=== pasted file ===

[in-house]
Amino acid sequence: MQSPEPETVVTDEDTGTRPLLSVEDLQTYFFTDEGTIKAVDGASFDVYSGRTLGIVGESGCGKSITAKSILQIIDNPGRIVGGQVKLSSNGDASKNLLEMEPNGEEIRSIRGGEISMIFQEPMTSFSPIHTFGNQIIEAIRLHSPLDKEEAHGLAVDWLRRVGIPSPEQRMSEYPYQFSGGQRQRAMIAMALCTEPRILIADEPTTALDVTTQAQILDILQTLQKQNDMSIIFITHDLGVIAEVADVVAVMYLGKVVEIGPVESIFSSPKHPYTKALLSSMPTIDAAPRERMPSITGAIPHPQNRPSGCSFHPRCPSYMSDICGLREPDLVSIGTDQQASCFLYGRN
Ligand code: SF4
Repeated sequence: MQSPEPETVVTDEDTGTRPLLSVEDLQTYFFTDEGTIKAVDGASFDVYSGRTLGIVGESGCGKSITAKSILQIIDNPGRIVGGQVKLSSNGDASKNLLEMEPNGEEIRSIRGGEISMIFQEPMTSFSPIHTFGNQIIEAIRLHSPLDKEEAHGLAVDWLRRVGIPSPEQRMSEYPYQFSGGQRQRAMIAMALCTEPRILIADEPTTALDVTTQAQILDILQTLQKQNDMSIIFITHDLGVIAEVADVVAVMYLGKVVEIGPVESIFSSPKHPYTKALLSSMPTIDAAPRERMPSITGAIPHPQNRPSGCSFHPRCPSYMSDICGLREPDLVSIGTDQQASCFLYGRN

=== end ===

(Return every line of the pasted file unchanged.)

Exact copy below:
[in-house]
Amino acid sequence: MQSPEPETVVTDEDTGTRPLLSVEDLQTYFFTDEGTIKAVDGASFDVYSGRTLGIVGESGCGKSITAKSILQIIDNPGRIVGGQVKLSSNGDASKNLLEMEPNGEEIRSIRGGEISMIFQEPMTSFSPIHTFGNQIIEAIRLHSPLDKEEAHGLAVDWLRRVGIPSPEQRMSEYPYQFSGGQRQRAMIAMALCTEPRILIADEPTTALDVTTQAQILDILQTLQKQNDMSIIFITHDLGVIAEVADVVAVMYLGKVVEIGPVESIFSSPKHPYTKALLSSMPTIDAAPRERMPSITGAIPHPQNRPSGCSFHPRCPSYMSDICGLREPDLVSIGTDQQASCFLYGRN
Ligand code: SF4
Repeated sequence: MQSPEPETVVTDEDTGTRPLLSVEDLQTYFFTDEGTIKAVDGASFDVYSGRTLGIVGESGCGKSITAKSILQIIDNPGRIVGGQVKLSSNGDASKNLLEMEPNGEEIRSIRGGEISMIFQEPMTSFSPIHTFGNQIIEAIRLHSPLDKEEAHGLAVDWLRRVGIPSPEQRMSEYPYQFSGGQRQRAMIAMALCTEPRILIADEPTTALDVTTQAQILDILQTLQKQNDMSIIFITHDLGVIAEVADVVAVMYLGKVVEIGPVESIFSSPKHPYTKALLSSMPTIDAAPRERMPSITGAIPHPQNRPSGCSFHPRCPSYMSDICGLREPDLVSIGTDQQASCFLYGRN